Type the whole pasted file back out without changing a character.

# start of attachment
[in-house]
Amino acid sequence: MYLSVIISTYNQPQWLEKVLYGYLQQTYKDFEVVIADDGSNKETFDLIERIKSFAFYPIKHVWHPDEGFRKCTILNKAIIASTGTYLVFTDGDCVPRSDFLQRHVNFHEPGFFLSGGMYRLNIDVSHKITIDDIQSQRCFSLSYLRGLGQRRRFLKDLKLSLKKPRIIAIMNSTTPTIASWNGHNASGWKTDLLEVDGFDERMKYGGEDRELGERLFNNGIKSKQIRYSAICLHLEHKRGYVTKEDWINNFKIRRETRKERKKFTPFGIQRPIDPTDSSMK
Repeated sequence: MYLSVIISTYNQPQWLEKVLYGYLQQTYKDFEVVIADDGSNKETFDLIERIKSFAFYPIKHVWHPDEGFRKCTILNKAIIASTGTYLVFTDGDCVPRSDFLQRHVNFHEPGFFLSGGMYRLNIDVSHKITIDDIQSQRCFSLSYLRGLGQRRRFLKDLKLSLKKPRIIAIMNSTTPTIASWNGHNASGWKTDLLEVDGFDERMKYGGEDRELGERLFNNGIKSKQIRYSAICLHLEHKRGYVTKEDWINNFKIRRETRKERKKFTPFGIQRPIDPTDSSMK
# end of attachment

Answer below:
[in-house]
Amino acid sequence: MYLSVIISTYNQPQWLEKVLYGYLQQTYKDFEVVIADDGSNKETFDLIERIKSFAFYPIKHVWHPDEGFRKCTILNKAIIASTGTYLVFTDGDCVPRSDFLQRHVNFHEPGFFLSGGMYRLNIDVSHKITIDDIQSQRCFSLSYLRGLGQRRRFLKDLKLSLKKPRIIAIMNSTTPTIASWNGHNASGWKTDLLEVDGFDERMKYGGEDRELGERLFNNGIKSKQIRYSAICLHLEHKRGYVTKEDWINNFKIRRETRKERKKFTPFGIQRPIDPTDSSMK
Repeated sequence: MYLSVIISTYNQPQWLEKVLYGYLQQTYKDFEVVIADDGSNKETFDLIERIKSFAFYPIKHVWHPDEGFRKCTILNKAIIASTGTYLVFTDGDCVPRSDFLQRHVNFHEPGFFLSGGMYRLNIDVSHKITIDDIQSQRCFSLSYLRGLGQRRRFLKDLKLSLKKPRIIAIMNSTTPTIASWNGHNASGWKTDLLEVDGFDERMKYGGEDRELGERLFNNGIKSKQIRYSAICLHLEHKRGYVTKEDWINNFKIRRETRKERKKFTPFGIQRPIDPTDSSMK